Talk about trauma seems to be everywhere these days. Type “trauma” into your favorite search engine and get about 345,000,000 results on any given day. Open your favorite news source to find articles and yet another new book on the topic. Listen as people use the terms “trauma” and “PTSD” casually in everyday conversations.
To me, this current cultural fascination with trauma is both welcome and disturbing. Welcome, in that we are beginning to release the layers of secrecy and shame that unhealed trauma perpetuates. Disturbing, because not everyone, including clergy, is approaching trauma, its aftermath, and recovery with the nuanced understanding that such pain not only needs but deserves.
My late husband was a licensed clinical social worker who witnessed the way church leaders, family members, and friends misunderstand the pain of traumatic experiences. He specialized in two specific areas of trauma recovery: sexual addictions and male survivors of childhood sexual violence, including clergy abuse.
Often Tony returned home from work shaking his head with this complaint: “I had another new client today who went to his pastor first. The pastor made him feel like the addiction or abuse was his fault. Now my client’s healing will be longer and my job harder.”
“The pastor made my client feel like the addiction or abuse was his fault. Now my client’s healing will be longer and my job harder.”
As a healer, Tony was a “pit dweller.” He climbed down into the pits of anguish and despair, meeting his clients where they were. In the pit he practiced “do no harm” to others through his own ongoing healing and training. His ire regarding pastors was caused by their unwillingness to do the same and often in the name of God. In Tony’s experience, pastors tended to be “edge dwellers,” standing with shaming postures and words near the pit’s rim instead of being willing to get in. This stance often caused additional harm, requiring pit dwelling healers to bear witness to both the initial or ongoing pain. Edge dwelling by clergy also led to spiritual pain, often caused by oppressive theology and fueled by spiritual leaders’ unhealed pain.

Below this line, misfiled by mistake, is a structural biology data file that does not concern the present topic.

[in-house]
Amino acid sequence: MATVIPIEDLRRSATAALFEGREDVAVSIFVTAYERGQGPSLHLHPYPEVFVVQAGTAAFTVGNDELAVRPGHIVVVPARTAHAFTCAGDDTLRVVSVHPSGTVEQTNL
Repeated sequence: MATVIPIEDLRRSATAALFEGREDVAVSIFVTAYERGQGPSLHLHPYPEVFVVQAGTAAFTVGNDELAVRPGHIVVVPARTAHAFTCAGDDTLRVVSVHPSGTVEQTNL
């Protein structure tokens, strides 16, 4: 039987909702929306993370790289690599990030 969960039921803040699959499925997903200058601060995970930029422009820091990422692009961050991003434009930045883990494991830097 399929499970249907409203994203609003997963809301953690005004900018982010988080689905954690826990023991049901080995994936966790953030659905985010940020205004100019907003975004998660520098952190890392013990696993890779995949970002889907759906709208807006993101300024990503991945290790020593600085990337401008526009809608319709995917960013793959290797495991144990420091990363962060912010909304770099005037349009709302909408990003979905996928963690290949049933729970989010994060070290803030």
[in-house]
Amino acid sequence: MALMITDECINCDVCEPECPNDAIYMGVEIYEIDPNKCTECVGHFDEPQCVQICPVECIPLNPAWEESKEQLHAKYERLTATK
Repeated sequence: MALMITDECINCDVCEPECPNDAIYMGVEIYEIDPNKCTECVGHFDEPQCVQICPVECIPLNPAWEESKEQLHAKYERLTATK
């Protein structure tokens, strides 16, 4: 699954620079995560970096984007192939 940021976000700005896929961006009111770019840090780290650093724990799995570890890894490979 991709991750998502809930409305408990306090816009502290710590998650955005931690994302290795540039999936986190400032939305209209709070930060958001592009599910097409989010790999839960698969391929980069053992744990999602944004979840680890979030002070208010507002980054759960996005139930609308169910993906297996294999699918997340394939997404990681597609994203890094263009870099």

In scripture, pits are described as places to go down into, languish in, experience despair in, and even not return from. They are dread-filled places caused by either the pit dwelling person themselves or by their enemies. But pits aren’t necessarily bad; they can form a metaphorical containment of sorts that provide an external sense of protection. In the ongoing experience of unhealed trauma, for example, pits may feel safer than the plane of everyday life. In healing work, the role of the mental health therapist is to provide a safe physical and emotional container for each client, even when they feel numb or are stuck in slow-motion reactions. Therapists not only create this space with the client, but they are also trained to stay in it, which is difficult work.
Most people in ministry, including myself, are not therapists. While many of us take pastoral care classes and participate in clinical pastoral education, we either do not qualify or do not apply for specialized training in trauma recovery healing modalities such as Eye Movement Desensitizing and Reprocessing (EMDR) and Somatic Experiencing (SE). But does it take this expertise to create and share safe containment with others during suffering and sorrow?
We must understand that, to sit with suffering people requires doing our own, ongoing self-work.
It depends. No, not every person in ministry must become a clinical mental health therapist to work in despair’s pits. However, we must understand that, to sit with suffering people requires doing our own, ongoing self-work. It’s not only a matter of what faith leaders know or don’t know about the symptoms of traumatic experiences; it’s what we know about our own histories and painful experiences. It’s what we have taken the time and energy to heal within ourselves, often in partnership with our own therapist.